Background: Non-small cell lung cancer (NSCLC) continues to be a major cause of cancer deaths. Previous investigation has suggested that metformin use can contribute to improved outcomes in NSCLC patients. However, this association is not uniform in all analyzed cohorts, implying that patient characteristics might lead to disparate results. Identification of patient characteristics that affect the association of metformin use with clinical benefit might clarify the drug's effect on lung cancer outcomes and lead to more rational design of clinical trials of metformin's utility as an intervention. In this study, we examined the association of metformin use with long-term mortality benefit in patients with NSCLC and the possible modulation of this benefit by body mass index (BMI) and smoking status, controlling for other clinical covariates.
Methods: This was a retrospective cohort study in which we analyzed data from the Veterans Affairs (VA) Tumor Registry in the United States. Data from all patients with stage I NSCLC from 2000 to 2016 were extracted from a national database, the Corporate Data Warehouse that captures data from all patients, primarily male, who underwent treatment through the VA health system in the United States. Metformin use was measured according to metformin prescriptions dispensed to patients in the VA health system. The association of metformin use with overall survival (OS) after diagnosis of stage I NSCLC was examined. Patients were further stratified according to BMI and smoking status (previous vs current) to examine the association of metformin use with OS across these strata.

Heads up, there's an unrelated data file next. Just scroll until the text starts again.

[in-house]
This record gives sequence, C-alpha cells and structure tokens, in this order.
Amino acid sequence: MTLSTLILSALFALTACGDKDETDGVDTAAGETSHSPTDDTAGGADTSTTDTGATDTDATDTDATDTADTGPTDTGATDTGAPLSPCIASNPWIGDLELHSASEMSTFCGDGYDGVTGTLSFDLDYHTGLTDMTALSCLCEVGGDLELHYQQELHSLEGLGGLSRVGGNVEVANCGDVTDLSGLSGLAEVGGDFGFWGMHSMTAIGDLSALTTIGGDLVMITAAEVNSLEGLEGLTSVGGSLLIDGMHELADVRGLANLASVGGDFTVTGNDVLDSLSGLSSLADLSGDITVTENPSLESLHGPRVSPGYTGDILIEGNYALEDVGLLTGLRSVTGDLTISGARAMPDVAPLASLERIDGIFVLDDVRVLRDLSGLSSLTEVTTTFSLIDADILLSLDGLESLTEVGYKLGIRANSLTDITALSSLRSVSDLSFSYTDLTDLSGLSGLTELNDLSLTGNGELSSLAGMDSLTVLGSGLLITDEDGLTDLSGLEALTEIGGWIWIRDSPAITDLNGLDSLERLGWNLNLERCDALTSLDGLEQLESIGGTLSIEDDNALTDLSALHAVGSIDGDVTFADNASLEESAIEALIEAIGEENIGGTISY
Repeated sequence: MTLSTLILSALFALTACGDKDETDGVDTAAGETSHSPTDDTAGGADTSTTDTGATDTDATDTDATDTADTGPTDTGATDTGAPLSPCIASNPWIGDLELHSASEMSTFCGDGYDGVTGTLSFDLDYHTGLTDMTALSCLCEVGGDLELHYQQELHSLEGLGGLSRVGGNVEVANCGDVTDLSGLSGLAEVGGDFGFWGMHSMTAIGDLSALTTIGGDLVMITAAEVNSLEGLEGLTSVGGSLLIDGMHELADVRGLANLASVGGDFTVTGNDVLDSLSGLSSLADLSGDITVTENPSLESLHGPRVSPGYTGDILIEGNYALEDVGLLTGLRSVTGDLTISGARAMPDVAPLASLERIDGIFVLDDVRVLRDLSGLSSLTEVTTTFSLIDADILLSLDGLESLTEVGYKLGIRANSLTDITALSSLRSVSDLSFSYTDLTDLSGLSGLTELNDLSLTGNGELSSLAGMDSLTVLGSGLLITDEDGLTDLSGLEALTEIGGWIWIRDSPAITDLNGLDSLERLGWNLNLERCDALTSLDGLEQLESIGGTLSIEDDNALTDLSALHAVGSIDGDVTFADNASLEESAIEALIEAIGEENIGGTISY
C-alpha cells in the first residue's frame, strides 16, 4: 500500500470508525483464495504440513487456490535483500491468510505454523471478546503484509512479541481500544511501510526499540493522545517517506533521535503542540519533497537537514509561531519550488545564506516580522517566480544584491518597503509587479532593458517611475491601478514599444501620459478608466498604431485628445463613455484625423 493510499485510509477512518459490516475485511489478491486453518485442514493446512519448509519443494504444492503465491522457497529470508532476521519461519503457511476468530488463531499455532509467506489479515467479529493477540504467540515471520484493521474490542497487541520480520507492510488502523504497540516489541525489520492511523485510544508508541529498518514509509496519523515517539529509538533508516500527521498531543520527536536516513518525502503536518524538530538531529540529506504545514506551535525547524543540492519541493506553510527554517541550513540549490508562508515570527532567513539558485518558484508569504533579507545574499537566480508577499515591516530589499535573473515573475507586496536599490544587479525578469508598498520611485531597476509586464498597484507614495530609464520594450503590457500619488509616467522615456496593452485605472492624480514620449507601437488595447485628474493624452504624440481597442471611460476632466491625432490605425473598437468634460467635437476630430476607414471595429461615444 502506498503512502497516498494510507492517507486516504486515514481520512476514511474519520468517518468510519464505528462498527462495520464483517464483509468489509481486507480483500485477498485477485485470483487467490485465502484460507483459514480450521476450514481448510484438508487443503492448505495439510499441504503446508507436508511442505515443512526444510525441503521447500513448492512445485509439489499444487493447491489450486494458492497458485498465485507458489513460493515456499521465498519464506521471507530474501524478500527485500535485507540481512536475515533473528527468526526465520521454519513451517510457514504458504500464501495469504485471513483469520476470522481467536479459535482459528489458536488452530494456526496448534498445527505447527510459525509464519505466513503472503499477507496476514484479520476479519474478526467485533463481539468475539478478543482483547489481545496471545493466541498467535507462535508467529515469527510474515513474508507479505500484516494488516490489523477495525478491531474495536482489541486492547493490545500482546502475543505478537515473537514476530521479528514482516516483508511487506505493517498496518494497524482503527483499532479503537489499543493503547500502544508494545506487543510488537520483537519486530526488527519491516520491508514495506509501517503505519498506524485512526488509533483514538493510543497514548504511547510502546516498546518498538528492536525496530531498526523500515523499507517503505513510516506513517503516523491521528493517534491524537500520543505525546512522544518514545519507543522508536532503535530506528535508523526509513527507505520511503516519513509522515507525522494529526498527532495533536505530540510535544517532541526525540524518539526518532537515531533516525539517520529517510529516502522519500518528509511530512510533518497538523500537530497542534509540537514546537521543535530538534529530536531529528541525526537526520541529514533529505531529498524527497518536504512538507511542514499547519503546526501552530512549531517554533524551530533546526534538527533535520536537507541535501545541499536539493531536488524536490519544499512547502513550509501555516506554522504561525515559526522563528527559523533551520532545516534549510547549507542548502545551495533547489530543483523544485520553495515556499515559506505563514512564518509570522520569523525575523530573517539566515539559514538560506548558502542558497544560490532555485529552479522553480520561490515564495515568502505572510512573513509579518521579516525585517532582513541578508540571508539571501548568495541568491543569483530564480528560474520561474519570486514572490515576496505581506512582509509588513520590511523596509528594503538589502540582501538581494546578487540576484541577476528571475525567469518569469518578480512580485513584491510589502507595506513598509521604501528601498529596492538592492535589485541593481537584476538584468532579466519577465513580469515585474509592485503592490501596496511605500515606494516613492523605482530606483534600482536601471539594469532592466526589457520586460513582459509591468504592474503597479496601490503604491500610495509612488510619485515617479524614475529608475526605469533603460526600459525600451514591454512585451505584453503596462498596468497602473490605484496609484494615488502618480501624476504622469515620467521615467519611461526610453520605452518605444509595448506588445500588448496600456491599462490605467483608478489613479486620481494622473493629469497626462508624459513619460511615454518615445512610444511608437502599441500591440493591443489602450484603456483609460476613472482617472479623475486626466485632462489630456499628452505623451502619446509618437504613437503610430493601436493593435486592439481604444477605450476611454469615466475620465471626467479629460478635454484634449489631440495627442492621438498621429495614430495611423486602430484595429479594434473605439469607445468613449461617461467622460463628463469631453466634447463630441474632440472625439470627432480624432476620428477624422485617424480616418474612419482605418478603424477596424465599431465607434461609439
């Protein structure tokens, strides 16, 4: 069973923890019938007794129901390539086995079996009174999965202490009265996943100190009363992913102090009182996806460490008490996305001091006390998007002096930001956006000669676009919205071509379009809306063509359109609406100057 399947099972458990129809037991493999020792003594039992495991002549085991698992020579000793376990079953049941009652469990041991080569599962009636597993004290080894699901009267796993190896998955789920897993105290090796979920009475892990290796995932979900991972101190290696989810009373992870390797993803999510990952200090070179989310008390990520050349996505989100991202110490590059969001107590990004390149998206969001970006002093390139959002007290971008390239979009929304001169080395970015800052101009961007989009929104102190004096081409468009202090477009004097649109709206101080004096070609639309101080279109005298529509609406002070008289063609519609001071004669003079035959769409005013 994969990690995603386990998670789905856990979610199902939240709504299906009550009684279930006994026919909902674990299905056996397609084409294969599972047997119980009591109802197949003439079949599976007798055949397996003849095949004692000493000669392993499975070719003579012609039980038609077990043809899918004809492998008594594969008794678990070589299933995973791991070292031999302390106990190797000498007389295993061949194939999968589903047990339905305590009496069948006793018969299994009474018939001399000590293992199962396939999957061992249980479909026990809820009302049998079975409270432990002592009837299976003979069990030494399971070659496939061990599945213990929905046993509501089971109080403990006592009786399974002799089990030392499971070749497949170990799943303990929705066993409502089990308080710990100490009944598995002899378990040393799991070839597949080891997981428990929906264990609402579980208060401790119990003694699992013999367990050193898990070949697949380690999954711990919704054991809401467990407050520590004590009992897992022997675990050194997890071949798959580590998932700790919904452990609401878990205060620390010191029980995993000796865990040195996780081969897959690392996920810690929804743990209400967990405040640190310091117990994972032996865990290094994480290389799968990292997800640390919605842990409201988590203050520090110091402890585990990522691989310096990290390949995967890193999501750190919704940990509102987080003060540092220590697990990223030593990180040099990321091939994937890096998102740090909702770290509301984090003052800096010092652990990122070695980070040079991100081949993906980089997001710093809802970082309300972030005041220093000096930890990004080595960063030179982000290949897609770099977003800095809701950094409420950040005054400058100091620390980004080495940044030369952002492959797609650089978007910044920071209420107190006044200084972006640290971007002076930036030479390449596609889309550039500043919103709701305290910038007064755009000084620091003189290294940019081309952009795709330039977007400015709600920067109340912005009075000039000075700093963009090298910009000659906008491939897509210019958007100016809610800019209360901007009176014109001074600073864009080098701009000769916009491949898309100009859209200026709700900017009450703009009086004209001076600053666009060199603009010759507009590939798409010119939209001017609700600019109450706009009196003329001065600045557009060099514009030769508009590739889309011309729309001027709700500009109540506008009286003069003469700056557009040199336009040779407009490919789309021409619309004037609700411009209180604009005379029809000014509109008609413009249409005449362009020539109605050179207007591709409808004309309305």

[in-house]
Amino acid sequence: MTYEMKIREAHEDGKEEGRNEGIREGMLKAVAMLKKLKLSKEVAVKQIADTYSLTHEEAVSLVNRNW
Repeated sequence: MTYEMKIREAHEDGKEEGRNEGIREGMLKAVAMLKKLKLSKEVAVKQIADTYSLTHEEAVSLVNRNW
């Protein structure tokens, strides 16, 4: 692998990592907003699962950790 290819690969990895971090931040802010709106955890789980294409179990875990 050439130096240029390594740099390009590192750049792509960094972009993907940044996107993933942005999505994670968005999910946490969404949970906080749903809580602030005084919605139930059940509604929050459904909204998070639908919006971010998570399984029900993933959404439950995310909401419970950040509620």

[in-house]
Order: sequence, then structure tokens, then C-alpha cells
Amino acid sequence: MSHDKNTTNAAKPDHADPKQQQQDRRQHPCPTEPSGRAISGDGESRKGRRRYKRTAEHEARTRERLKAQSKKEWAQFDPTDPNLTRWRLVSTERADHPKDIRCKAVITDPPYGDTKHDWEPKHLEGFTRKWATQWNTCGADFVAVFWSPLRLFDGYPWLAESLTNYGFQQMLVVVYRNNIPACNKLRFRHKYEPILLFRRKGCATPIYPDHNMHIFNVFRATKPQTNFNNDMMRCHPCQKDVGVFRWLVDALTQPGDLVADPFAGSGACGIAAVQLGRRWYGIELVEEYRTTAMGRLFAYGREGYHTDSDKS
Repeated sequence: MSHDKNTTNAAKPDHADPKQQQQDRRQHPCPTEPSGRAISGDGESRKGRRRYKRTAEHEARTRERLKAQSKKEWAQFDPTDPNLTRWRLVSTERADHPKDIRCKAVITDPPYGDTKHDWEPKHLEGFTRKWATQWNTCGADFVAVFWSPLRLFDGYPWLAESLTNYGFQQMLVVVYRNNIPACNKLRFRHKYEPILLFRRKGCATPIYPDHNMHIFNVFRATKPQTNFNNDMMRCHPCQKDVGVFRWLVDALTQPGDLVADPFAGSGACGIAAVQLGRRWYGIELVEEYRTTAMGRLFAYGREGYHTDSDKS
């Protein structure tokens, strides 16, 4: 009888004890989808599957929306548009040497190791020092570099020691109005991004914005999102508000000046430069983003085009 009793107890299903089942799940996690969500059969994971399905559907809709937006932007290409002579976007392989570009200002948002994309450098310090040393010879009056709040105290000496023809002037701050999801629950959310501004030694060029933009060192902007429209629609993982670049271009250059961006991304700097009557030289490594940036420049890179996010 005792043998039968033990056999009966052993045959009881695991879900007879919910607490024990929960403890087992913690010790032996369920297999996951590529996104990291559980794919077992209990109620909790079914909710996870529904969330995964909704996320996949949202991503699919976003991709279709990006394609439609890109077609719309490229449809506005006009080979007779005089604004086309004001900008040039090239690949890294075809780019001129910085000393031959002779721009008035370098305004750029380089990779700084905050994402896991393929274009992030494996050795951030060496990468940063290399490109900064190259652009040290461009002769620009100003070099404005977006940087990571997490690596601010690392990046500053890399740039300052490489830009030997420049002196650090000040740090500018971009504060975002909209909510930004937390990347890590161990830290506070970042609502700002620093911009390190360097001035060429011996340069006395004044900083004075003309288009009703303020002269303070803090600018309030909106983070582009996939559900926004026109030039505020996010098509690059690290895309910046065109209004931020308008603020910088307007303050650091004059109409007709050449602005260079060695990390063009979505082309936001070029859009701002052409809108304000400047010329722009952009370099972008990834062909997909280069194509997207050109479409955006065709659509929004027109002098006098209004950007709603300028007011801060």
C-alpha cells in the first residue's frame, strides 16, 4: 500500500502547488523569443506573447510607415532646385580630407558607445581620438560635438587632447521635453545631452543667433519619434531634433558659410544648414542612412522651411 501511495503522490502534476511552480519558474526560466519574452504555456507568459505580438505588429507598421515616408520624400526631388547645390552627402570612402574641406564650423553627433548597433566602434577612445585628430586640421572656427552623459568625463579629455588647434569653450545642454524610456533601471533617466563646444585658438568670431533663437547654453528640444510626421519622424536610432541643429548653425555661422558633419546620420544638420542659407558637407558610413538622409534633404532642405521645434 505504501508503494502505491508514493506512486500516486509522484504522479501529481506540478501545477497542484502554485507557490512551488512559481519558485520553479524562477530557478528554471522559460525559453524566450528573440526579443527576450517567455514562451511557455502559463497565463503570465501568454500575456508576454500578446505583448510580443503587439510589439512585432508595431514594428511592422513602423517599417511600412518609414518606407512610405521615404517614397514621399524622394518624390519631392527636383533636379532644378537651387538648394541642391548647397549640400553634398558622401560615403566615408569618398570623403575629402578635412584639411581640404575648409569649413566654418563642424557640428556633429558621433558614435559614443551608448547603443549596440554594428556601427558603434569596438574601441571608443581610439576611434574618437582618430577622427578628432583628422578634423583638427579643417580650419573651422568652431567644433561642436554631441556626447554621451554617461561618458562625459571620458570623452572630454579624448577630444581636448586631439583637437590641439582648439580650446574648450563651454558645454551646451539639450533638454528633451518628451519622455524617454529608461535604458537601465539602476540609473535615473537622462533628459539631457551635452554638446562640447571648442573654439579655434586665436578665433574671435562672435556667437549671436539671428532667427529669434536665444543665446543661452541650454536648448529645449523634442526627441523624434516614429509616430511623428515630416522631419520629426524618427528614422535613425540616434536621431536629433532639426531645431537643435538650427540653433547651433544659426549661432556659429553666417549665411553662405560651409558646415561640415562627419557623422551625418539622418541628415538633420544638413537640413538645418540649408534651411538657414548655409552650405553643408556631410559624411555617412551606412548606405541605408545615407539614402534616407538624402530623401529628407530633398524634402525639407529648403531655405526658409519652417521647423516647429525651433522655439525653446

Results: Metformin use was associated with improved survival in patients with stage I NSCLC (average hazard ratio, 0.82; P < .001). An interaction between the effect of metformin use and BMI on OS was observed (χ2 = 3268.42; P < .001) with a greater benefit of metformin use observed in patients as BMI increased. Similarly, an interaction between smoking status and metformin use on OS was also observed (χ2 = 2997.05; P < .001) with a greater benefit of metformin use observed in previous smokers compared with current smokers.
Conclusions: In this large retrospective study, we showed that a survival benefit is enjoyed by users of metformin in a robust stage I NSCLC patient population treated in the VA health system. Metformin use was associated with an 18% improved OS. This association was stronger in patients with a higher BMI and in previous smokers. These observations deserve further mechanistic study and can help rational design of clinical trials with metformin in patients with lung cancer.
Keywords: lung cancer; metformin; obesity; outcomes.
Copyright © 2022 The American Association for Thoracic Surgery. Published by Elsevier Inc. All rights reserved.